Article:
Thanks for that David - I have two questions:
1. I read on the insert of the malaria tabs I took that one can still get malaria if you take the tabs...how does this happen and if that is the case, why take the tabs? In other words, how does taking anti-malaria medication actually help/prevent?
2. If one is infected by a bite does the malaria show up in a blood test immediatly? If one has a blood test that is neg does that mean that there is no way you could have malaria until you are at risk again?
DB, I will not give myself out as knowledgeable on malaria parasites as my focus was previously on worm parasites. But regarding to your first question it must be remembered that as with so many other parasites and bacteria, these organisms have developed a certain measure of resistance to the drugs normally used to kill them. What you read on the insert of the tablets meant that depending on the malaria parasite present in the mosquito that bites you, that parasite might be resistant against the drug you took and therefore the drug will be ineffective in protecting against the parasite. Your doctor or travel clinic should have the latest information on drug resistance available to them to help you choose the most effective prophylaxis to use.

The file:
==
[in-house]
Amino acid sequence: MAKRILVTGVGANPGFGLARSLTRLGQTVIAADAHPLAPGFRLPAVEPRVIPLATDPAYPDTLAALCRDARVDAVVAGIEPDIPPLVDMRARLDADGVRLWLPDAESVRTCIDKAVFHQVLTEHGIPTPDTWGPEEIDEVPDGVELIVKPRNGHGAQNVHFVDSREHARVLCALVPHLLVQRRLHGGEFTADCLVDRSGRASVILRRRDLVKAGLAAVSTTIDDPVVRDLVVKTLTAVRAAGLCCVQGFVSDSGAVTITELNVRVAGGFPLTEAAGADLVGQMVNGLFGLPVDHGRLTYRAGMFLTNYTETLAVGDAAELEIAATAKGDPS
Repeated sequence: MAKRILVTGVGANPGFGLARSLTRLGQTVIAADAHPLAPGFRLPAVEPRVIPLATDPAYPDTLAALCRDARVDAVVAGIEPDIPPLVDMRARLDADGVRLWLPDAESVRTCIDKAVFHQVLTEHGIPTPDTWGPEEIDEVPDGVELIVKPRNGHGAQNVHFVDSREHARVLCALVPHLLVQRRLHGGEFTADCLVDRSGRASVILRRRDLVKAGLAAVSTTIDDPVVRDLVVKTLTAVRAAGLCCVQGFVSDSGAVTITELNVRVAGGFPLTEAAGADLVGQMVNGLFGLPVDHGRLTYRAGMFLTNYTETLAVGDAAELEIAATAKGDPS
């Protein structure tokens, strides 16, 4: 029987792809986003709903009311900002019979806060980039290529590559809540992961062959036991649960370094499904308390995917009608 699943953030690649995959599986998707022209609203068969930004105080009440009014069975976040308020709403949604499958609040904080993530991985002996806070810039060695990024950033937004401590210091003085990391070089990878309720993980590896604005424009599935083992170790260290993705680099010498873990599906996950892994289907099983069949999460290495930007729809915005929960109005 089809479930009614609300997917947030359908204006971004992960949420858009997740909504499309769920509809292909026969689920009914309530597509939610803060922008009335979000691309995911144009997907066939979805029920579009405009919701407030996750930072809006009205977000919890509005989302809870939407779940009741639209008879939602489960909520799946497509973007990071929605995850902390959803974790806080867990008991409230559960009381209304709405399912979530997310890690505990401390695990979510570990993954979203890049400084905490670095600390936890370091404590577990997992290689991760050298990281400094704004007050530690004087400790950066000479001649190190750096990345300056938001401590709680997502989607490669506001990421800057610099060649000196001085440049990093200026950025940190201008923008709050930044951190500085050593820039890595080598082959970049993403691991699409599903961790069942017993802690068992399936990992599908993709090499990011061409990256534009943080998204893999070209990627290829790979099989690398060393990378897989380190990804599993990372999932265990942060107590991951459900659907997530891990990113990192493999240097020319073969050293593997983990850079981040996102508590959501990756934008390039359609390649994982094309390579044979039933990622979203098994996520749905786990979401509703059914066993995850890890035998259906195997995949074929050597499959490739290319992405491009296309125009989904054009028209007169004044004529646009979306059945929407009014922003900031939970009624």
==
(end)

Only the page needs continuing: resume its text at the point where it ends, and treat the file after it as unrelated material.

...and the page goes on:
Here is some information taken from the website of the CDC Division of Parasitic Diseases
that might help to answer your other questions.
Malaria Incubation Period
Following the infective bite by the Anopheles
mosquito, a period of time (the "incubation period") goes by before the first symptoms appear. The incubation period in most cases varies from 7 to 30 days. The shorter periods are observed most frequently with P. falciparum
and the longer ones with P. malariae
Antimalarial drugs taken for prophylaxis by travellers can delay the appearance of malaria symptoms by weeks or months, long after the traveller has left the malaria-endemic area. (This can happen particularly with P. vivax
and P. ovale
, both of which can produce dormant liver stage parasites; the liver stages may reactivate and cause disease months after the infective mosquito bite.)
Such long delays between exposure and development of symptoms can result in misdiagnosis or delayed diagnosis because of reduced clinical suspicion by the health-care provider. Returned travellers should always remind their health-care providers of any travel in malaria-risk areas during the past 12 months.
The following CDC links may also answer questions or give more info for those interested
Frequently Asked Questions about Malaria
Schema of the Life Cycle of Malaria
Follow this link
to more CDC information on Malaria
Malaria Department of the World Health Organization
SAA Netcare Travel Clinics: Malaria